Ten Lessons I Learned from “Star Trek”

During my formative years I watched a lot of “Star Trek.” Almost every day I would enjoy the adventures of Captain Kirk and his crew as they explored strange new worlds, sought out new life and new civilizations, and boldly went where no man had gone before. I learned many lessons from “Star Trek.” Here are a few:

1. Romance makes people’s vision go blurry. Whether literal or a metaphor, this is absolutely true. When it comes to romance people just don’t see clearly. The minute those pheromones get going everything goes info a soft focus blur of smoochy-woochy idealism.

2. Spay and neuter your pets. Disaster can come in a cute and fuzzy little package. This is good advice on planet Earth, too, where clueless parents get more than one hamster for their kids and put them in the same cage without a second glance under their short little tails.

3. Under promise and over-deliver. Though there is no doubt that Scotty was a stellar engineer (pun intended), his reputation as a miracle-worker was born as much from his ability to exaggerate the time it would take to make a repair as from his engineering genius.

4. Mind your own business. There is no greater expression of this than the prime directive. Whether an entire society worships a cave shaped like a snake or your best girlfriend is getting back together with her loser ex, don’t interfere.

5. When someone is pissed at you it’s probably your fault. The Horta taught us this lesson. She went around attacking miners and red shirts alike and everyone thought she was pure evil. In fact, the humans she’d killed had massacred her babies. It’s completely understandable that she’d react that way.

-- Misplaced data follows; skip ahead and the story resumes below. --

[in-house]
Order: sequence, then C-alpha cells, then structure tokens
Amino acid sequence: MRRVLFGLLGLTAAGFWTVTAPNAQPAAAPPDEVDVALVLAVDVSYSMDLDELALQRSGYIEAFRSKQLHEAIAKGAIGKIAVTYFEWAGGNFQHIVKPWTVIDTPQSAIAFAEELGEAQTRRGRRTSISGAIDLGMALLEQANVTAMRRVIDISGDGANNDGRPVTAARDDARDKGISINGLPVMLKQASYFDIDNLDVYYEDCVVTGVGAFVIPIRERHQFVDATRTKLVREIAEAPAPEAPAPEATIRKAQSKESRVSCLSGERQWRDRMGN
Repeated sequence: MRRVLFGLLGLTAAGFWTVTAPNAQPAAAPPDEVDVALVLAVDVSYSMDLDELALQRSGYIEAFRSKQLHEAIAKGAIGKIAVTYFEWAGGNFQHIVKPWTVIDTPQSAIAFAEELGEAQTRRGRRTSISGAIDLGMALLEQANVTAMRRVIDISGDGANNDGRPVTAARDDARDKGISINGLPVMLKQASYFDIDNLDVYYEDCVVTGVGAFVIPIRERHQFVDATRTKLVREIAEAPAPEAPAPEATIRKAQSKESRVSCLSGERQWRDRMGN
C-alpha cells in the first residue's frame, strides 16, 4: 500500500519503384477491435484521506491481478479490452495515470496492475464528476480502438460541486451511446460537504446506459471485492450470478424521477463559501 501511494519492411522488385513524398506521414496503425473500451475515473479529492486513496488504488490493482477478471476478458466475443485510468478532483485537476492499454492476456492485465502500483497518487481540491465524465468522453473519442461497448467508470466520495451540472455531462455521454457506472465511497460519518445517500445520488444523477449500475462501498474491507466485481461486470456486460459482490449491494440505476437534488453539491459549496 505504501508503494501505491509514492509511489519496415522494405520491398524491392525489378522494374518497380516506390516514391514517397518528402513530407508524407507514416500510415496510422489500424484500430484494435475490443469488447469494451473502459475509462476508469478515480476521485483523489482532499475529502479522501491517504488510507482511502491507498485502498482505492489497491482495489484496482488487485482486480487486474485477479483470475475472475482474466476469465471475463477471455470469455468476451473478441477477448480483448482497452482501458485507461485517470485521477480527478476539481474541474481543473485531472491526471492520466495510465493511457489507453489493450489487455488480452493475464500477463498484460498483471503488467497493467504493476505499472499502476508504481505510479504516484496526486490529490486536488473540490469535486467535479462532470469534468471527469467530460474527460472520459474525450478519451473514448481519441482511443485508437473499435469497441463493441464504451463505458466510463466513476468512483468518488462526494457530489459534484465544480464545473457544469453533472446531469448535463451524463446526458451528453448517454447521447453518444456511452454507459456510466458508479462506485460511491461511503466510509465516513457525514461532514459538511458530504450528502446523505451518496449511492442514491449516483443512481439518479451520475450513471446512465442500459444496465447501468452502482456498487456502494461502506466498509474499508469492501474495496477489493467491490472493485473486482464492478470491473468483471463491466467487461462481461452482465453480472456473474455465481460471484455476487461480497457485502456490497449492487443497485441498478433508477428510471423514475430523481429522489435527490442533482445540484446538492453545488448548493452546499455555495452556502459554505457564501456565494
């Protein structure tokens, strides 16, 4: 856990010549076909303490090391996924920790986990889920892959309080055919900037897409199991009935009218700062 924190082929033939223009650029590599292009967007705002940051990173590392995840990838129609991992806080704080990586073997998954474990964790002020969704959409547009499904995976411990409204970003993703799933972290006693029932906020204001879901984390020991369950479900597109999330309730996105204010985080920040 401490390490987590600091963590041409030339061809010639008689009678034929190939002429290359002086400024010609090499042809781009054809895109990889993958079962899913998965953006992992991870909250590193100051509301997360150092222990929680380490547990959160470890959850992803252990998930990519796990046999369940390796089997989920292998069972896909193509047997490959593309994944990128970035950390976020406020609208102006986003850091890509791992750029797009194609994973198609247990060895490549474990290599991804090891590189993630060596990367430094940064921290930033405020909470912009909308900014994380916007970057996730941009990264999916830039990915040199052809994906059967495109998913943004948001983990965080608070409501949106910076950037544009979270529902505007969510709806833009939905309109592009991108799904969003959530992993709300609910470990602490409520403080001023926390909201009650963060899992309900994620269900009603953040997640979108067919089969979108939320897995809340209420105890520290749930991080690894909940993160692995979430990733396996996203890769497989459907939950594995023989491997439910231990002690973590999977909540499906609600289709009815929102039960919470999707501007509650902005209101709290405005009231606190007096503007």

6. Racism is stupid. It doesn’t matter what color of the rainbow you are, or whether you even have a body, everyone has value. This is no more plain than the crew’s consternation at the racism expressed between Lokai and Bele. The distinction between skin colors and the prejudice attached to those colors is arbitrary, ridiculous, and hopelessly backward. “So what if you’re white on the left side of your face and he’s white on the right? You’re both acting crazy!”

7. Obsession isn’t healthy. As if Herman Melville didn’t already try to teach us this, “Star Trek” really drove the point home in “The Doomsday Machine.” Decker was willing to destroy the Enterprise and everyone aboard if it meant stopping that evil cone of fiery doom.

8. When the test you’re facing is unfair, cheat. I’ve got two words for you: Kobayashi Maru.

9. When you are hopelessly outmatched, you may as well bluff. When Kirk and the crew are confronted with an immensely powerful ship from which there was no escape, their last and finally successful effort was convincing the enemy that they were about to detonate an incredibly powerful bomb that would destroy the entire sector. Despite the alien’s superior technology, this worked. They earned his respect and all enjoyed a nice glass of “tranya” together afterward.

10. There is fascination everywhere. For all of his lack of emotion, Spock is an optimist. He can find interest in the most common of events. The universe is full of exciting observations.

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